Baseball statistician Bill James, ranks Eddie Collins number two behind Joe Morgan among all second basemen (so much for not comparing ball players from different eras). Morgan didn’t play major league ball until 1963, so for about fifty years, James would say that Collins was greatest second baseman in the history of the game. Every year between 1910 and 1914 he was among the top ten in the American League in hits, on-base percentage, stolen bases and batting average. Collins hit.344 during the five year reign of “The Hundred Thousand Dollar infield”.
While Mack’s infield got the benefit of branding, his no-nickname pitching staff was just as stellar, maybe more so. From 1910 to 1914, his three aces, Eddie Plank, Jack Coombs and Chief Bender, had a combined record of 269-103.
In 1910 the A’s team ERA was 1.79. Compare that to the 2012 Yankees staff which posted an ERA of 3.85.
In 1910, Plank was actually the number four guy in Mack’s rotation. His record was 16-10 and he had an ERA of 2.01. Cy Morgan was 18-12 with a 1.55 ERA. Bender, sensational at 23-5 with a 1.58 ERA, was bettered by Coombs who was 31-9 and had an ERA of 1.30.
What’s most ironic about “The $100,000 Infield” is that the figure probably refers more to the sale value of the four players than it does to their salaries. Hall of Famer Eddie Collins was the highest paid of the group, and made $6,000 a year. Mack probably paid his whole infield less than $25K a year. The average annual salary for a major league player then, was $3,000. Give or take a couple thousand, the entire payroll of the A’s came in at around $100,000. Of course you could say there’s been a lot of inflation since 1910 and you’d be right, sort of.
A 1910 dollar would buy you $40 worth of goods and services in 2012. So take $100,000 and multiply it by 40 and you get $4,000,000. That’s a little less than what Alex Rodriguez will make – – in April. In other words, since 1910, baseball salaries have gone up a lot more than say, pork bellies.
Baseball salaries, as well as the salaries for just about every other professional sport, were held in check until 1975 when the reserve clause was abolished by Major League Baseball. (Football, basketball, and hockey eliminated their reserve clauses shortly thereafter.) Under the reserve clause, when a professional baseball player’s contract reached its termination, he had the right to earn his living any way he saw fit, but if he want to play Major League Baseball, only the team that held his contract was permitted to negotiate a new deal with him. Free agent bidding wars which are so common today, did not exist as long as the reserve clause was in force.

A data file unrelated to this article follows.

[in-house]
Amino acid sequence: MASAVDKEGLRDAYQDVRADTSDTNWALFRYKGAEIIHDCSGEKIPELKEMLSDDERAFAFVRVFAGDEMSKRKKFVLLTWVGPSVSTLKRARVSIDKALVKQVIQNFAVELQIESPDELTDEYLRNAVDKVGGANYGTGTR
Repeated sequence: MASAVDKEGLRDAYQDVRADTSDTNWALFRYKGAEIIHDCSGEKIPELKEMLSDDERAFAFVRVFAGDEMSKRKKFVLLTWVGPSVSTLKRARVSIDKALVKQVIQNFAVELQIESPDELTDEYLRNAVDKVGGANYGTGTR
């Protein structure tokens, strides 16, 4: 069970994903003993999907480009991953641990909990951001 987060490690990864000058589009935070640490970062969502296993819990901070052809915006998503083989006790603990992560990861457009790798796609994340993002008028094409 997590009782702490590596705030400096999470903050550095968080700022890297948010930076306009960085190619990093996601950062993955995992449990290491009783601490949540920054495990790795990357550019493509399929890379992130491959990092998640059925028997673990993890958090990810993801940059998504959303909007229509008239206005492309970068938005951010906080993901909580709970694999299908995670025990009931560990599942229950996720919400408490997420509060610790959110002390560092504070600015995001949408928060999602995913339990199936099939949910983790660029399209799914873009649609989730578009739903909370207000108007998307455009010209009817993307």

The exponential growth in player salaries isn’t the only thing that separates the twenty-first century Yankees, Dodgers, and Phillies from their early twentieth-century counterparts. The Dodgers haven’t been to the World Series since they beat the A’s (from Oakland by way of Philadelphia and Kansas City) in 1988. In the last five years the Phillies have made two World Series appearances. They won it in 2008, but lost to the Yankees who won it in 2009. Since then, none of the highest paid teams has has even made it to the World Series.
The 1910-1914 A’s on the other hand, were true champions. With an adjusted-for-inflation payroll that adds up to maybe two percent of the modern high rollers, “The $100,000 Infield” et al, won back to World Series in 1910 and 1911. In 1912 they slipped to third place in the American League. Then they came back and won another World Series in 1913, and one more American League pennant in 1914.